Past Event

Sentenced to life without parole: America’s new political prisoners?

We think of "political prisoners" as persons sentenced to prison because of their political views, not because they committed a criminal act. But now some say there is a new crop of political prisoner: people sentenced to prison for their natural life without hope of parole or release. Others believe that life without parole is a just sentence for those who have committed heinous crimes.

What types of convicted criminals receive life without parole? Solomon Moore of The New York Times writes, "Although most people serving life terms were convicted of violent crimes, sentencing experts say there are many exceptions, like Norman Williams, 46, who served 13 years of a life sentence for stealing a floor jack out of a tow truck, a crime that was his third strike. He was released from Folsom State Prison in California in April after appealing his conviction on the grounds of insufficient counsel."

Before 1978, all people sentenced for any crime in Illinois were eligible for parole typically after 12 years, subject to the discretion of the Parole Board. This didn’t mean they would be automatically paroled, but over the years, with good behavior and by demonstrating transformation, they had a chance to be released. Now, however, according to The Sentencing Project, a record 140,610 individuals are now serving life sentences in state and federal prisons, leaving many to wonder what has caused such a change in the criminal justice system.

A recent report released by The Sentencing Project also found:

  • In Alabama, California, Massachusetts, Nevada, and New York, at least 1 in 6 prisoners is serving a life sentence.
  • Five states – California, Florida, Louisiana, Michigan, and Pennsylvania – each have more than 3,000 people serving life without parole.  Pennsylvania leads the nation with 345 juveniles serving sentences of life without parole.
  • In six states – Illinois, Iowa, Louisiana, Maine, Pennsylvania, and South Dakota -and the federal government, all life sentences are imposed without the possibility of parole.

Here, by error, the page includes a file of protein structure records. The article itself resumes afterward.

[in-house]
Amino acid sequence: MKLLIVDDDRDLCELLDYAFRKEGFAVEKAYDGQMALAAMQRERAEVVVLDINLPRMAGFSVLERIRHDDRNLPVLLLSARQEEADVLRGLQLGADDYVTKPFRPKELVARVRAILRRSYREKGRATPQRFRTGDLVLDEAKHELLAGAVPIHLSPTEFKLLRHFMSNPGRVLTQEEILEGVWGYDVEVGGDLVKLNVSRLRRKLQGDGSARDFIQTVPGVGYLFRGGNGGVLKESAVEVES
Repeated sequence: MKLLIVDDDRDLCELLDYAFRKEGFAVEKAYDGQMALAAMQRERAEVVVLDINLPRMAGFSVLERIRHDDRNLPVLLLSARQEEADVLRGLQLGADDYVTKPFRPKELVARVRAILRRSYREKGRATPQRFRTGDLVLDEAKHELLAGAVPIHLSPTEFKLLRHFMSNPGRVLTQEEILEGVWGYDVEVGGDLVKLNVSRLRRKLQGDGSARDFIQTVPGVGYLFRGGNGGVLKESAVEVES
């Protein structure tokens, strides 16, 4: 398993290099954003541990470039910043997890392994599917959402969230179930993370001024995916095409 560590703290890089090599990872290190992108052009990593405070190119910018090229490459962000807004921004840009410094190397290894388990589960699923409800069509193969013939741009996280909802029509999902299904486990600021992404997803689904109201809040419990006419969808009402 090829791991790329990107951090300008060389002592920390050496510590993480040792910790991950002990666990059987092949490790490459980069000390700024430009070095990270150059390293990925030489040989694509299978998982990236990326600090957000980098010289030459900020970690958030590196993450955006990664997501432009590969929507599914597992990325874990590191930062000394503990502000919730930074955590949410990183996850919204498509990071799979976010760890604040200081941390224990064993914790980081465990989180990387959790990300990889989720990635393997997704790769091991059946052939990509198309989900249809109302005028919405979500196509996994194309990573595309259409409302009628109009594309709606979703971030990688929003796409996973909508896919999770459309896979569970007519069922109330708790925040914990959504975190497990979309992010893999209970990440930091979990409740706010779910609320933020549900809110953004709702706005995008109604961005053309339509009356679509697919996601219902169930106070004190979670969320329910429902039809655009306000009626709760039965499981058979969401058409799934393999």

• The dramatic growth in life sentences is not primarily a result of higher crime rates, but of policy changes that have imposed harsher punishments and restricted parole consideration.

A growing movement of prisoner’s rights advocates is questioning the logic behind these increased sentences. Some of these advocates say that nothing proves that these sentences have any real impact on crime and that released prisoners who have served substantial time are only slightly less likely to commit another crime than someone who has never committed a crime.

Jamie Jackson, currently serving a life without parole sentence in Illinois, says, "Every day that I wake up, it’s a pain knowing that I have this sentence, and if these devils get their way, I will have to be here the rest of my days. Knowing this and being in this situation, just the thought alone will kill you from the inside out. A natural life sentence tells the public that you are a vile and insidious person and that you possess no rehabilitative potential to reenter society and be a productive citizen. This is a bald-faced lie, and this lie can be brought to an end today."

Do you think life without parole is an effective way of dealing with crime? Why do you think people of color are disproportionately affected by these kinds of sentences? Should people serving life without parole be considered political prisoners?  Do you think America’s "war on crime" has been effective? Why or why not?  Should the legislature change these sentences? Should juvenile offenders be subjected to life sentences? Martin Luther King said "Injustice anywhere is a threat to justice everywhere;" how does the quote shed light on the question of life sentences without the possibility of parole?

Suggested Resources

* This week’s topic was written by James Chapman and students enrolled in the "Life Transformation through Communication" course at Stateville Correctional Facility.

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